The most consistent theme of last week’s Republican National Convention seemed to be Anti-Community Organizing. Speaker after speaker belittled Sen. Barack Obama’s community organizing experience — as if it wasn’t experience at all. This, however, was actually quite telling. It seems the apparently out-of-touch GOP does not understand what community organizing is. And, that is quite ironic. For, as Peter Dreier and John Atlas argue in their excellent piece in The Nation magazine:
At a convention whose theme was “service,” GOP leaders ridiculed organizing, a vital kind of public service that involves leadership, tough decisions, and taking responsibility for the well-being of people often ignored by government.
What Republicans do not seem to understand is that community organizing is what ordinary people do to try to make their community a better place in which to live. It is all about empowering people to become leaders themselves when politicians have failed them.
I’m personally more than a little disappointed by the attacks on grassroots democracy we heard at the Republican convention. As you see, it’s basically an attack on American values and democracy, and that’s not right.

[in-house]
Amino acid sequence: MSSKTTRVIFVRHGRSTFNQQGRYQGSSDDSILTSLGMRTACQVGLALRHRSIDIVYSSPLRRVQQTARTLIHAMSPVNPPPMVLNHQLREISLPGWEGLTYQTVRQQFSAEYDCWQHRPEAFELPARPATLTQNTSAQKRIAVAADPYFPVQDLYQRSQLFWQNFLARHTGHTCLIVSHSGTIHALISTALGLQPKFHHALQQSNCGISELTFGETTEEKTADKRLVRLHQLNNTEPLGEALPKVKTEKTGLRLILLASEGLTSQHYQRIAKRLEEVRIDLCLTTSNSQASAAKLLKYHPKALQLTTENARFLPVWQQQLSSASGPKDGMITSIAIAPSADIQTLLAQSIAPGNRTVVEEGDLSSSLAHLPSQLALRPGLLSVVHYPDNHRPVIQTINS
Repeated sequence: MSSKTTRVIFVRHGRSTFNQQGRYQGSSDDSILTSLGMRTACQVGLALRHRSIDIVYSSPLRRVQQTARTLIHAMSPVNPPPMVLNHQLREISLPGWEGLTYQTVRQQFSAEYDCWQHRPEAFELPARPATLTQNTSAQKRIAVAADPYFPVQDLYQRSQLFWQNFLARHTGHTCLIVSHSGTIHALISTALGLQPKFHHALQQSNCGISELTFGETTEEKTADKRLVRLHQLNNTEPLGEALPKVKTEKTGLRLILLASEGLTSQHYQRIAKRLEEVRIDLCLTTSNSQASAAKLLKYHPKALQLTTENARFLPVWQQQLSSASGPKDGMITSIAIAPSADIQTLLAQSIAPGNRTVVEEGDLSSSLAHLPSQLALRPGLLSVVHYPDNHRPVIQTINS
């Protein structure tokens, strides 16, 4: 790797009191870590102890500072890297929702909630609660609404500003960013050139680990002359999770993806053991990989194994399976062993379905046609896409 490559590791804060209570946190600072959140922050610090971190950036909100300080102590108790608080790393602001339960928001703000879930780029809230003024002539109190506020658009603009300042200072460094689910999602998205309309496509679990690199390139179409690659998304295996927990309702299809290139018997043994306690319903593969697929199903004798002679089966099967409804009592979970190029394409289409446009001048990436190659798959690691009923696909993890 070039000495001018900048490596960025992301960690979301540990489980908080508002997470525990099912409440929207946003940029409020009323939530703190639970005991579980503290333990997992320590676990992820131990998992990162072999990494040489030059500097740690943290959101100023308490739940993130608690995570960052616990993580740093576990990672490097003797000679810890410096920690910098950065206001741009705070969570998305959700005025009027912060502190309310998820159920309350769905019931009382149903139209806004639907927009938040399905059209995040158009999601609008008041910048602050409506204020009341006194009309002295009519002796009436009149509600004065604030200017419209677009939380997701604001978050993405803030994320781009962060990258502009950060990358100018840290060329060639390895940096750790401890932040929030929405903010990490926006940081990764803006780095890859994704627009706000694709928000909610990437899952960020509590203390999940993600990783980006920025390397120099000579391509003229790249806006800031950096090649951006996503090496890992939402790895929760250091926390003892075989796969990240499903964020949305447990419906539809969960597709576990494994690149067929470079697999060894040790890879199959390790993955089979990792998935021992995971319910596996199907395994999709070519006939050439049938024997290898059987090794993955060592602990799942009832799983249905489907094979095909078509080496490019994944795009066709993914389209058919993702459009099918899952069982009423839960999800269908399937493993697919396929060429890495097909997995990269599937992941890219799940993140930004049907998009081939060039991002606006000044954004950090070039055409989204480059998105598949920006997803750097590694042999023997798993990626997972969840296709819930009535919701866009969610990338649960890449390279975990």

So, could it be that when GOP Vice Presidential Candidate Gov. Sarah Palin dissed community organizing, she wasn’t putting “Country First,” but rather “Politics First”?
The United Nations’ 2001 World Conference Against Racism official report declares (on page 10) that (bold my emphasis):
13. We acknowledge that slavery and the slave trade, including the transatlantic slave trade, were appalling tragedies in the history of humanity not only because of their abhorrent barbarism but also in terms of their magnitude, organized nature and especially their negation of the essence of the victims, and further acknowledge that slavery and the slave trade are a crime against humanity and should always have been so, especially the transatlantic slave trade and are among the major sources and manifestations of racism, racial discrimination, xenophobia and related intolerance, and that Africans and people of African descent, Asians and people of Asian descent and indigenous peoples were victims of these acts and continue to be victims of their consequences;
The declaration that the transatlantic slave trade was a crime against humanity was a historic victory for the reparations movement — unfortunately, the tragic 9/11 attacks on New York and Washington D.C. came just a few days after the conference concluded in Durban, South Africa. The news from the conference was effectively buried.
Last week, a group of musicians, artists, and activists from the U.S. Virgin Islands released a roots reggae single that is sure to draw attention back to the issue of reparations in the months to come. The single, simply titled, “We Want Reparations,” will be the new anthem for the St. Croix based African-Caribbean Reparations and Resettlement Alliance (ACRRA). You can listen to the song here.